Manila (AFP) Mar 07, 2006
Every day, well before dawn breaks over Manila, a small army of human scavengers make their way from the squalid slums they call home to the gates of the city's biggest garbage dump. Armed with headlamps and wicker baskets they make the slow walk to the top of the Payatas dumpsite on the outskirts of Manila.
Rising some 30 to 40 meters (98 to 131 feet) from the valley floor the mound of garbage covers 10 hectares (24.7 acres) and takes in sweeping views of the surrounding countryside.
It also overlooks the old Payatas dump site which was closed at the end of 2000 after an avalanche of garbage smothered the life out of a squatter camp, killing more than 200 people.
Just after 4:00 am the first trucks start to arrive carrying their precious cargo which will be picked over by teams of scavengers looking for anything they can recycle.
Over the next 17 hours some 430 to 450 garbage trucks will deposit an estimated 1,200 tones of garbage at the site.
For the 30,000 residents who live around the garbage-mountain it is their only source of income.
The teams of scavengers who pick over each truckload of refuse are lucky if they make two dollars a day for their efforts.
Down in the slums cottage industries thrive as thousands of people, including children, sort through baskets brought down from the mound.
Rusted inner springs from discarded mattresses are used as fences around shacks made from scrap pieces of wood and iron sheeting. The fences are used to dry paper and plastic for recycling.
Foam rubber is washed and dried before being glued in strips to make mattresses. Covers are made for around 12 pesos (about 23 cents) each and the finished product sold in local markets for 100 pesos or more.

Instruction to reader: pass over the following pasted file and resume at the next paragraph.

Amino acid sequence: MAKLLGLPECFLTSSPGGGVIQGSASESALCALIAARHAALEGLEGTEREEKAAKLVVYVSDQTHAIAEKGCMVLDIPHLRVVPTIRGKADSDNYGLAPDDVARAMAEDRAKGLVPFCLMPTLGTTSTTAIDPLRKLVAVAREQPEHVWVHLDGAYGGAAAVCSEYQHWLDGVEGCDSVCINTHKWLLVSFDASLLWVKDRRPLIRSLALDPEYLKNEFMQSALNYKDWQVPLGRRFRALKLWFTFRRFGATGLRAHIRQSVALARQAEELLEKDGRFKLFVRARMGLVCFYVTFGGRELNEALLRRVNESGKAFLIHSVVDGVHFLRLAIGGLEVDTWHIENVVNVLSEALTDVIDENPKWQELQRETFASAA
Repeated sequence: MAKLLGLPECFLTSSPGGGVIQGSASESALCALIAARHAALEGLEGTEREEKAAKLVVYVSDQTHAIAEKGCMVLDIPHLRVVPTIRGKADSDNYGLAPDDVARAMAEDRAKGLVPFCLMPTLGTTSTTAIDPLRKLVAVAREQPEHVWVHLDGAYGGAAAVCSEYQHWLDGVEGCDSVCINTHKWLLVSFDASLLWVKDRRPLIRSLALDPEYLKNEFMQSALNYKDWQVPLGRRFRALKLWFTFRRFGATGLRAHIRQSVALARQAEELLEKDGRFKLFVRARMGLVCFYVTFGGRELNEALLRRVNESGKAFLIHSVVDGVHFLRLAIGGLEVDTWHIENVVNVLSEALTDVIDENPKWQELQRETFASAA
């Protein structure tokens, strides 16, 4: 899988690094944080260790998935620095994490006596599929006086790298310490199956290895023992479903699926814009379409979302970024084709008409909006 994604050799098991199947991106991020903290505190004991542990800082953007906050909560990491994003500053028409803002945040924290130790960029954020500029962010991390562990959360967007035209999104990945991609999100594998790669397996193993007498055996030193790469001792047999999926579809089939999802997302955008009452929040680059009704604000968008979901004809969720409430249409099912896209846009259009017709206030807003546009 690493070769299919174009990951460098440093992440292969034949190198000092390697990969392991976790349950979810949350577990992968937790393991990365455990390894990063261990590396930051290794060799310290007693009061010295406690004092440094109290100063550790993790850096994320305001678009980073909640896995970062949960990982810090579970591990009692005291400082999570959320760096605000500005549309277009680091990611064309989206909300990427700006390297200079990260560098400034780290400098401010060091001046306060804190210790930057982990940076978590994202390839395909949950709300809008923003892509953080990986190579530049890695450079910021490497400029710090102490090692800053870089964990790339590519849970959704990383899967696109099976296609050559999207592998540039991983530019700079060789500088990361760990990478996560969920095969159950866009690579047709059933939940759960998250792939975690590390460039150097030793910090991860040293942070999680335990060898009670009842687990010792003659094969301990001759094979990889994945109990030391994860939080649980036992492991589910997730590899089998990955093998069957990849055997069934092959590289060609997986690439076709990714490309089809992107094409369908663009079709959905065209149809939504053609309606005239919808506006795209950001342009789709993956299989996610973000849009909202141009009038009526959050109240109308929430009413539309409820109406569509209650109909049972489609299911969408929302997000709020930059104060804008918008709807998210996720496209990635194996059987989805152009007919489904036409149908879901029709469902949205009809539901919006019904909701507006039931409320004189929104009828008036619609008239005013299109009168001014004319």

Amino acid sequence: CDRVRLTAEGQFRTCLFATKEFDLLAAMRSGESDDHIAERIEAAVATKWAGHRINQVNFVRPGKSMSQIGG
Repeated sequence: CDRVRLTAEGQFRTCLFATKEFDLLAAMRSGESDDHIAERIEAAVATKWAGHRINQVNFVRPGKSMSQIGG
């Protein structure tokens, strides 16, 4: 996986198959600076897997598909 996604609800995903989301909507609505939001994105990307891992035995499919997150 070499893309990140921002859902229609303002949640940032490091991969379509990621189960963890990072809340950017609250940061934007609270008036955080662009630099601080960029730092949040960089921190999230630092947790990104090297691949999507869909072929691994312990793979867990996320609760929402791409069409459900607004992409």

A broken concrete bridge crosses a narrow river where boys wash plastic in putrid water. It is dried and bundled up and sold for recycling.
In one yard are piles of discarded backpacks that will be washed, repaired and later sold in markets in the poorer districts of Manila.
Drinking water is brought in by truck daily and sold to residents and some dwellings have electricty.
-- 'Stinking timebomb' --
A study by the Asian Development Bank (ADB) last year estimated some 150,000 residents of this sprawling metropolis of 12 million people are dependent, in one way or another, on the city's 7,500 tones of household garbage that is collected daily.
But the very weight of the refuge is posing a problem for city planners, leaving Manila with what congressman Orlando Andy described recently as a "ticking, stinking time bomb".
The eight legal dumps that serve the 17 cities and municipalities that form metropolitan Manila are now at maximum capacity and should have closed two years ago.
The Metro Manila Development Authority (MMDA), which is responsible for the disposal of the city's garbage, say the dumps cannot be closed until alternative sites have been found.
The Asian Development Bank (ADB), in a study released last year, found that less than 10 percent of the city's garbage is recycled while much of it is either dumped illegally on private land, in rivers or straight into Manila Bay.
Former environmental secretary, Michael Defensor, recently said Manila's garbage output could double within the next five years